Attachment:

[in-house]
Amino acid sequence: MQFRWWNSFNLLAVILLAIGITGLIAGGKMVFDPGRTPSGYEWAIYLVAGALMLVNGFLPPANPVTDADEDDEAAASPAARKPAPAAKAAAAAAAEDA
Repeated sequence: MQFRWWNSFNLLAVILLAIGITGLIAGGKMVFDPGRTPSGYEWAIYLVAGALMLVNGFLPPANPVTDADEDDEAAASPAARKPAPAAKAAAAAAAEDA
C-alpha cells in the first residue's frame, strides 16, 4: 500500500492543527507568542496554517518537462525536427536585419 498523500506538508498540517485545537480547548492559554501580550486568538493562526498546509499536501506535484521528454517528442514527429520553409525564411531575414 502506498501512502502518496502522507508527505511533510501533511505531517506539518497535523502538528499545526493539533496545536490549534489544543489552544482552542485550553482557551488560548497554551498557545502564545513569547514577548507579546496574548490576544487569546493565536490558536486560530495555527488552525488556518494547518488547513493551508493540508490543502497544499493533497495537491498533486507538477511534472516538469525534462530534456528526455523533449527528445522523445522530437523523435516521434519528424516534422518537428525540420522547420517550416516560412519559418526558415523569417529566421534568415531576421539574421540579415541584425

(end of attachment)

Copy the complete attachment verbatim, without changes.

[in-house]
Amino acid sequence: MQFRWWNSFNLLAVILLAIGITGLIAGGKMVFDPGRTPSGYEWAIYLVAGALMLVNGFLPPANPVTDADEDDEAAASPAARKPAPAAKAAAAAAAEDA
Repeated sequence: MQFRWWNSFNLLAVILLAIGITGLIAGGKMVFDPGRTPSGYEWAIYLVAGALMLVNGFLPPANPVTDADEDDEAAASPAARKPAPAAKAAAAAAAEDA
C-alpha cells in the first residue's frame, strides 16, 4: 500500500492543527507568542496554517518537462525536427536585419 498523500506538508498540517485545537480547548492559554501580550486568538493562526498546509499536501506535484521528454517528442514527429520553409525564411531575414 502506498501512502502518496502522507508527505511533510501533511505531517506539518497535523502538528499545526493539533496545536490549534489544543489552544482552542485550553482557551488560548497554551498557545502564545513569547514577548507579546496574548490576544487569546493565536490558536486560530495555527488552525488556518494547518488547513493551508493540508490543502497544499493533497495537491498533486507538477511534472516538469525534462530534456528526455523533449527528445522523445522530437523523435516521434519528424516534422518537428525540420522547420517550416516560412519559418526558415523569417529566421534568415531576421539574421540579415541584425